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World Bank Chief Calls Open Trade Best Economic Stimulant

  • Lisa Schlein

World Bank President Robert Zoellick reacts during a meeting with Brazil's President Dilma Rousseff [not in picture] at the Planalto Palace in Brasilia, June 2, 2011 (file photo)

World Bank President Robert Zoellick reacts during a meeting with Brazil's President Dilma Rousseff [not in picture] at the Planalto Palace in Brasilia, June 2, 2011 (file photo)

World Bank President Robert Zoellick is urging the United States to take the lead in pushing the moribund Doha-round free-trade talks forward. He said open trade is the best way to help the struggling global economy. Zoellick delivered his blunt assessment at a World Trade Organization meeting in Geneva on Monday.

Zoellick said practically everybody in the world is in dire economic straits. He noted Europe is struggling with the eurozone. The United States is bogged down with debt and deficits, and is in desperate need of a growth strategy. He said Japan is coming out of a nuclear disaster and is struggling with low growth.

“So, it seems to me that in addition to the work on sovereign debt and deficits, the world needs a global growth strategy," said Zoellick. "And, opening trade drives growth. It is the best driver of structural forms that the world has seen. We have seen it with proven effectiveness all throughout the past 60 or 70 years. So, why not revive Doha?”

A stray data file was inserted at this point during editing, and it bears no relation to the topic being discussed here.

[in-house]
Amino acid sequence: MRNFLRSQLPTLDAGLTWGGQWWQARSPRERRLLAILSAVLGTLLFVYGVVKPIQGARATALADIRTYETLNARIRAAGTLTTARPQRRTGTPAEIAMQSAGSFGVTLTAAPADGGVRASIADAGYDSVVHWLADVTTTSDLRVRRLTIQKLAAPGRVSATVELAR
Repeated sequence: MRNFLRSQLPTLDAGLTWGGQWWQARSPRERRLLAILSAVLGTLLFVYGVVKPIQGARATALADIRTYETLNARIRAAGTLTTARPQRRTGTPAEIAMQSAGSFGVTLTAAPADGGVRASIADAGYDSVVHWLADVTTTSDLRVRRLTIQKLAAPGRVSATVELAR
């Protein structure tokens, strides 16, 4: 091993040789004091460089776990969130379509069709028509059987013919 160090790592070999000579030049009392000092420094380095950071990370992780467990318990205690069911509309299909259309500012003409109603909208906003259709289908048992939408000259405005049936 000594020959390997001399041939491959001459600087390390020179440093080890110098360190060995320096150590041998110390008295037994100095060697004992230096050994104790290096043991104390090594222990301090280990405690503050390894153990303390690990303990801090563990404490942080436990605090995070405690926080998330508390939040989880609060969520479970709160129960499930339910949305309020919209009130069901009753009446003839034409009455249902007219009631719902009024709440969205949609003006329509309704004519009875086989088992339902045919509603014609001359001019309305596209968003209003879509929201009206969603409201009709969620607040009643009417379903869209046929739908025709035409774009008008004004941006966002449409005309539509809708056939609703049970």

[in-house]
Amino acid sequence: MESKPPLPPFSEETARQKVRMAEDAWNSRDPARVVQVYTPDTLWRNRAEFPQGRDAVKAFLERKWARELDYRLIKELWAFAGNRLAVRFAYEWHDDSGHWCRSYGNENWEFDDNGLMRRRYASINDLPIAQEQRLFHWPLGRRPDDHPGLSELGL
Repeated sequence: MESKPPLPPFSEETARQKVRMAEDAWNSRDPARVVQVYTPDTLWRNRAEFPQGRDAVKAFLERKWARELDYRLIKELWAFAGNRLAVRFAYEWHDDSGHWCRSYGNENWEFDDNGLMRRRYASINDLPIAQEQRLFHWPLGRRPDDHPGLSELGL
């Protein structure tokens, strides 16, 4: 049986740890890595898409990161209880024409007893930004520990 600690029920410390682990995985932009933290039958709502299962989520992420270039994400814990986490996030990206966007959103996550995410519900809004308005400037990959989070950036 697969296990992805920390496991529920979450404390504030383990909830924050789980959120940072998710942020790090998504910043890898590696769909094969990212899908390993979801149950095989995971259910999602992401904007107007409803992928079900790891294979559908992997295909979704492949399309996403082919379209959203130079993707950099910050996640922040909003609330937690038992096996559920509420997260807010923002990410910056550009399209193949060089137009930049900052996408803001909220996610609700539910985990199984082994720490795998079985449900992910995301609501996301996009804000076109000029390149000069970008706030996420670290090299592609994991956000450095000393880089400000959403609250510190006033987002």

That is a question more easily asked than answered. Zoellick has invested a lot of his time and his capital as a trade negotiator in Doha. He helped launch the Doha Round of free-trade talks in 2001, and remains deeply disappointed that 10 years later an agreement remains elusive.

Agriculture continues to be the main stumbling block to a deal. The developing countries are demanding the United States and European Union cut their farm subsidies. But the United States and European Union are calling on developing countries and emerging economies, such as India and Brazil, to open their markets to industrial goods and to grant greater access to services.

Since these conflicting demands appear unsolvable, Doha negotiators are discussing a potential smaller package of trade concessions, but no consensus has been reached on what is to be included in that package.

Zoellick is no fan of this “mini-deal,” which he said will be as hard to achieve as the big deal. He called it the dumbing down of the Doha round.

"So, I urge a turnaround. Now, I certainly understand that this requires leadership and it has to come from the major developed countries, as well as the emerging market countries," he said. "That is a different world than it was 15 or 20 years ago. And, obviously, the U.S., as the world’s largest economy, is a good candidate. Why not? The U.S. is going to be cutting agricultural subsidies as part of its budget deal. There was just an agreement in the U.S. Congress to cut not only the ethanol tariff, but the ethanol subsidy.”

Zoellick called this a serious moment. He warned that the failure of the major trading nations to talk about lowering global trade barriers is putting economic growth at risk, particularly for the poorest countries.

He said it would be a huge mistake for countries to allow the Doha round to die. He also said that at a time when the world desperately needs a pro-growth strategy - closing down, rather than opening up markets - would be the worst possible thing to do.

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